Doggie Defense!

Some our most frequently asked questions are about our dog.

Sadie Jane – Catahoula Leopard Dog mix

How will she go to the bathroom?

Is she afraid to be alone on the boat?

How will you keep her from falling off the boat?

What happens if she DOES fall off the boat?

What kind of safety gear does she wear?

I find it amusing that I get asked about Sadie Jane’s safety more often than ours. Let’s face it. If one or both of US fall off the boat, the dog isn’t going to help us get back on! But I totally, get it. These are the same questions we asked ourselves, and other cruisers, as we did our due diligence in prepping for this cruising lifestyle. So we will happily answer!


Q: How will she go to the bathroom?

A: Female dogs squat to pee. Conversely, male dogs either squat or hike a leg to pee. Male and female dogs both squat to poop. It’s a biological and physiological thing.  

…. Was that not what you meant? OH! You meant, WHERE! *wink* We have options for this!

Option A: Take her to shore. We have a dinghy with an outboard motor that we use to go back and forth from boat to land. We load her up with us, and we zip over to shore. We then let her run and, do her business. And, YES, we ALWAYS clean up after her! We do this once a day, weather permitting, because it’s good for her (and us) to have a chance to run around and play. Sadie Jane LOVES to frisbee! And she’s young, and very high energy. We like to wear her out, and it’s fun!

Option B: Faux grass mat on the bow. We picked up a large remnant piece of “grass” outdoor carpeting from Home Depot, and a large rubber boot tray from Amazon. We cut a piece of the grass to fit the tray, and have placed it on the bow of the boat. Training for using this was a challenge. It goes against her life long training to “go” in (or on) where she lives, so we attempted to use the mat everyday while we were still at the dock. We eventually took it with us to the marina dog park and shoved it up under her when she peed. We even left if at the park for a while, and asked our dog neighbors to use it when they were at the park, too. Having it “scented” helped A LOT!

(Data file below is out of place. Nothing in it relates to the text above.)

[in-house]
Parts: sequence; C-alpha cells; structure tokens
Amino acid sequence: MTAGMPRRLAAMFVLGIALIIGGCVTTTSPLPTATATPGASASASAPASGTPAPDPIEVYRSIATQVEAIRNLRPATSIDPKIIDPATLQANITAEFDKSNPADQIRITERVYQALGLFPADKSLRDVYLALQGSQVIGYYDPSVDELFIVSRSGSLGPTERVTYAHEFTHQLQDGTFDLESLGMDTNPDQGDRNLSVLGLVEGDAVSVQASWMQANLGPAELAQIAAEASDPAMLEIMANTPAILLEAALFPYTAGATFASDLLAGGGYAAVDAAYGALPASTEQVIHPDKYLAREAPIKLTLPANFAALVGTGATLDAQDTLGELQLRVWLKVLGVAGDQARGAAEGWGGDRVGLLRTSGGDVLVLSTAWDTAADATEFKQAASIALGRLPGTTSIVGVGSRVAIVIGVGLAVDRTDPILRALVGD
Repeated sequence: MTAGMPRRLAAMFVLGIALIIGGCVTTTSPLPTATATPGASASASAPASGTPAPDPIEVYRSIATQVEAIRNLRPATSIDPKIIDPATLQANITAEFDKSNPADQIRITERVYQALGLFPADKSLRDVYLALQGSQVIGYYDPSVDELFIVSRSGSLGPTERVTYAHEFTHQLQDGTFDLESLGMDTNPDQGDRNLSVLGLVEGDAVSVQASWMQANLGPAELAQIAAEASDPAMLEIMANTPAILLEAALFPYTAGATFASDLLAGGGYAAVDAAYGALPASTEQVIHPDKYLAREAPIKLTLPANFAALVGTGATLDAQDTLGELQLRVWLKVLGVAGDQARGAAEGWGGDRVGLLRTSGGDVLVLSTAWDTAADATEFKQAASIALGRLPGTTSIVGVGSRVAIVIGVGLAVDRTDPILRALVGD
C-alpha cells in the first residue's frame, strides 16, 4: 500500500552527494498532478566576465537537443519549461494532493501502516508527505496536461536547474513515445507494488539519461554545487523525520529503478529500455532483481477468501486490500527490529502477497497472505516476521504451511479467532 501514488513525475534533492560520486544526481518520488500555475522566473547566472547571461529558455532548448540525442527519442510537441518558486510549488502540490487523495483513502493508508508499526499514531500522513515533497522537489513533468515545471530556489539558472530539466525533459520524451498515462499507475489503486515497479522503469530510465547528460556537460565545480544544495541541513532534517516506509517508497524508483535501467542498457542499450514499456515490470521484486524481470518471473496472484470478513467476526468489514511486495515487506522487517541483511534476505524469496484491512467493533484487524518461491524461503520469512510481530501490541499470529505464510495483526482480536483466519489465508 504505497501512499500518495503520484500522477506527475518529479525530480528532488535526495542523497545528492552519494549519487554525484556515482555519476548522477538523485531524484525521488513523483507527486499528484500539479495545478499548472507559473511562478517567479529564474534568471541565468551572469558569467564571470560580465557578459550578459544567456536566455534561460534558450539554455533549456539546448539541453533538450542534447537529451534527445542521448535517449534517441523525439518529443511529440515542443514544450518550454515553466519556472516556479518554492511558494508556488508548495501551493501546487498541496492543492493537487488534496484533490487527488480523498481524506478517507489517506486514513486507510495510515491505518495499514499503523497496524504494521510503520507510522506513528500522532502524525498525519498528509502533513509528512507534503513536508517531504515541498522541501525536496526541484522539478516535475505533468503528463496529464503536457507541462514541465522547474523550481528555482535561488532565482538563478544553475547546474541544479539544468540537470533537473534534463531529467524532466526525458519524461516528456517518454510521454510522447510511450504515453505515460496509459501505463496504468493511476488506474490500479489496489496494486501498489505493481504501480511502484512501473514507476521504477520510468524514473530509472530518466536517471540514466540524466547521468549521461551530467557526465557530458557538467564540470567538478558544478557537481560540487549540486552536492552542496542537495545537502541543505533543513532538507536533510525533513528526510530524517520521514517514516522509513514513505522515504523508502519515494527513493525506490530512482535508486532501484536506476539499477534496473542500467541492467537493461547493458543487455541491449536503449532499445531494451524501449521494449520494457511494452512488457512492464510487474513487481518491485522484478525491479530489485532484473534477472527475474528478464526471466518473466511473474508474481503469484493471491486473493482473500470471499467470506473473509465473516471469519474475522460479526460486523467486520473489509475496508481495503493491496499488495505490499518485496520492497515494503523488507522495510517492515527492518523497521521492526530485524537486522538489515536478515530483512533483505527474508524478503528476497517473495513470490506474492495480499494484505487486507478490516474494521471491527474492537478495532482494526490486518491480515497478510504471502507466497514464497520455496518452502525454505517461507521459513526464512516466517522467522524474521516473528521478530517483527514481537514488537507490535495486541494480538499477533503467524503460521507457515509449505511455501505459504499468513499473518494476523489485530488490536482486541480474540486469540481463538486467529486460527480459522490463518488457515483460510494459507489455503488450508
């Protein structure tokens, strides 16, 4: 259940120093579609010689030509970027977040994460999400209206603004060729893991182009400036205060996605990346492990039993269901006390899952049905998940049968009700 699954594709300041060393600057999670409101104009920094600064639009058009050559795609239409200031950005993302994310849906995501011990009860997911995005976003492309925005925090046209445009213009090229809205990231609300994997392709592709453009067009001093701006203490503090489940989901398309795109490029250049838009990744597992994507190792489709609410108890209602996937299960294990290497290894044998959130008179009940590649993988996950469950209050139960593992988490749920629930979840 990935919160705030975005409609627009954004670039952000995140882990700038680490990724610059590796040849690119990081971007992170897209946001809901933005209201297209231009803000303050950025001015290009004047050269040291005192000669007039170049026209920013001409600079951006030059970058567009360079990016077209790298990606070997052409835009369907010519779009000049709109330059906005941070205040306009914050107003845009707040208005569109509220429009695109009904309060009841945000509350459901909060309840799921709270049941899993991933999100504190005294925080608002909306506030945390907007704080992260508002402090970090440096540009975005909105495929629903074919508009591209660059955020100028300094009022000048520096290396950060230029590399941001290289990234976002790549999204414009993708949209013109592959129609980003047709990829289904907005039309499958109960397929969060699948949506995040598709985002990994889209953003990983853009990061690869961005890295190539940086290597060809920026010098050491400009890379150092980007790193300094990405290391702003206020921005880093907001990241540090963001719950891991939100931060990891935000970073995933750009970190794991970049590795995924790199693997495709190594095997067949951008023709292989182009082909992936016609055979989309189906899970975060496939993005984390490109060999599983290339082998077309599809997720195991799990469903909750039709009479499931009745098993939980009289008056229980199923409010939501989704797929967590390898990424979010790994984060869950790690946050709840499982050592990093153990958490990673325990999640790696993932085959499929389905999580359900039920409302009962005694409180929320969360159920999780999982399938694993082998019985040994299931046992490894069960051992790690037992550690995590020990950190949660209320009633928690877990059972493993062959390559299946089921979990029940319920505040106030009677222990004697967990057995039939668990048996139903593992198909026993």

The whole process to train her to use the potty patch was much more complicated, but that is for a different post.

Potty Patch

Q: Is she afraid to be alone on the boat?

A: The boat is home! Just as she was never scared to stay “at home” when we would go to the store, or out to dinner, or off to work, she is just as comfortable staying “at boat” when we do so now – after, that is, she calms down from being mad that . That said, for my own comfort, I have 4 wifi cameras installed inside the boat, so I can check on her through an app on my phone (when we have wifi access). Trust me. She’s fine. Sadie Jane typically rotates between the v-berth, the settee in the saloon, and the cockpit (standing guard). If anyone is interested in the cameras, we use WYZE CAM.

Q: How will you keep her from falling off the boat?

A: Jack lines, and tethers. These are the same features we use for ourselves!

Jack lines are straps that run the length of the boat, and we attach ourselves, and the dogs, to this (much like a mountain climber would do) to prevent us from going over the side should we slip and fall, or encounter rough water conditions. When we are underway, she will be “jacked in” to the lines by her harnesses or life vest via a tether anytime they are above board, and out of the cockpit.

Tethers are stretchy lines with carabiner clips on each end that attach to our vests, or harnesses, and some point on the boat. Points on the boat could be a jackline, or a point of the mast, or a padeye in the cockpit. The job of the tether is to keep people and animals (and sometimes gear) on the boat, without restricting movement.

Sadie Jane’s tether vs. my tether. Mine will handle a few hundred pounds, and has two lengths depending on my need for range of motion. Hers is plenty to handle her 35lbs, and keep her safely in one place.
Sadie Jane tethered into the cockpit. The black scrunchy cord running from a padeye to her harness. This allows her to lie down, or stand up, adjust her position on her bed, drink water, etc, without leaving the safety of the corner, and getting under foot while we sail the boat.